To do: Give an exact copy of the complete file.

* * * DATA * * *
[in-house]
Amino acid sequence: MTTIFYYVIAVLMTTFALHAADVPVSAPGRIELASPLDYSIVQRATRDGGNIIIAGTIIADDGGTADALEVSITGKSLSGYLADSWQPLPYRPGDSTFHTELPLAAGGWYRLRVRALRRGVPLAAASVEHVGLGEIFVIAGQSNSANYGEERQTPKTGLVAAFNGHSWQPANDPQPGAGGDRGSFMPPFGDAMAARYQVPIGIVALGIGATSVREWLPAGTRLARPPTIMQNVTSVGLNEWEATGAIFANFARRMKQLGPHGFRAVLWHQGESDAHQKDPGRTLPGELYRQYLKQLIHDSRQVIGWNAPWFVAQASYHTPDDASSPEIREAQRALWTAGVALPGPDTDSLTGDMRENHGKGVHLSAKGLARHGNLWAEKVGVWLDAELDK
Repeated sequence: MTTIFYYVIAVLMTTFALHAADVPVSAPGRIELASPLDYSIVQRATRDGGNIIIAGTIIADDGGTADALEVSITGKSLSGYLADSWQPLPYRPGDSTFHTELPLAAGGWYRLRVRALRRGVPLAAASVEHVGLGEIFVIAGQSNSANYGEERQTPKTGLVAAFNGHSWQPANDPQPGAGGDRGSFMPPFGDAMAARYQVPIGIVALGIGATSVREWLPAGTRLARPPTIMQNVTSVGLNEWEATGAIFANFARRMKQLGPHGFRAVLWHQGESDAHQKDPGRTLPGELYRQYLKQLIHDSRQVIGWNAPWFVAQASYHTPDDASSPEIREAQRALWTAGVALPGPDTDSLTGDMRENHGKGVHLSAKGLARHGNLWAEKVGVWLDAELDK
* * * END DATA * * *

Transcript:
[in-house]
Amino acid sequence: MTTIFYYVIAVLMTTFALHAADVPVSAPGRIELASPLDYSIVQRATRDGGNIIIAGTIIADDGGTADALEVSITGKSLSGYLADSWQPLPYRPGDSTFHTELPLAAGGWYRLRVRALRRGVPLAAASVEHVGLGEIFVIAGQSNSANYGEERQTPKTGLVAAFNGHSWQPANDPQPGAGGDRGSFMPPFGDAMAARYQVPIGIVALGIGATSVREWLPAGTRLARPPTIMQNVTSVGLNEWEATGAIFANFARRMKQLGPHGFRAVLWHQGESDAHQKDPGRTLPGELYRQYLKQLIHDSRQVIGWNAPWFVAQASYHTPDDASSPEIREAQRALWTAGVALPGPDTDSLTGDMRENHGKGVHLSAKGLARHGNLWAEKVGVWLDAELDK
Repeated sequence: MTTIFYYVIAVLMTTFALHAADVPVSAPGRIELASPLDYSIVQRATRDGGNIIIAGTIIADDGGTADALEVSITGKSLSGYLADSWQPLPYRPGDSTFHTELPLAAGGWYRLRVRALRRGVPLAAASVEHVGLGEIFVIAGQSNSANYGEERQTPKTGLVAAFNGHSWQPANDPQPGAGGDRGSFMPPFGDAMAARYQVPIGIVALGIGATSVREWLPAGTRLARPPTIMQNVTSVGLNEWEATGAIFANFARRMKQLGPHGFRAVLWHQGESDAHQKDPGRTLPGELYRQYLKQLIHDSRQVIGWNAPWFVAQASYHTPDDASSPEIREAQRALWTAGVALPGPDTDSLTGDMRENHGKGVHLSAKGLARHGNLWAEKVGVWLDAELDK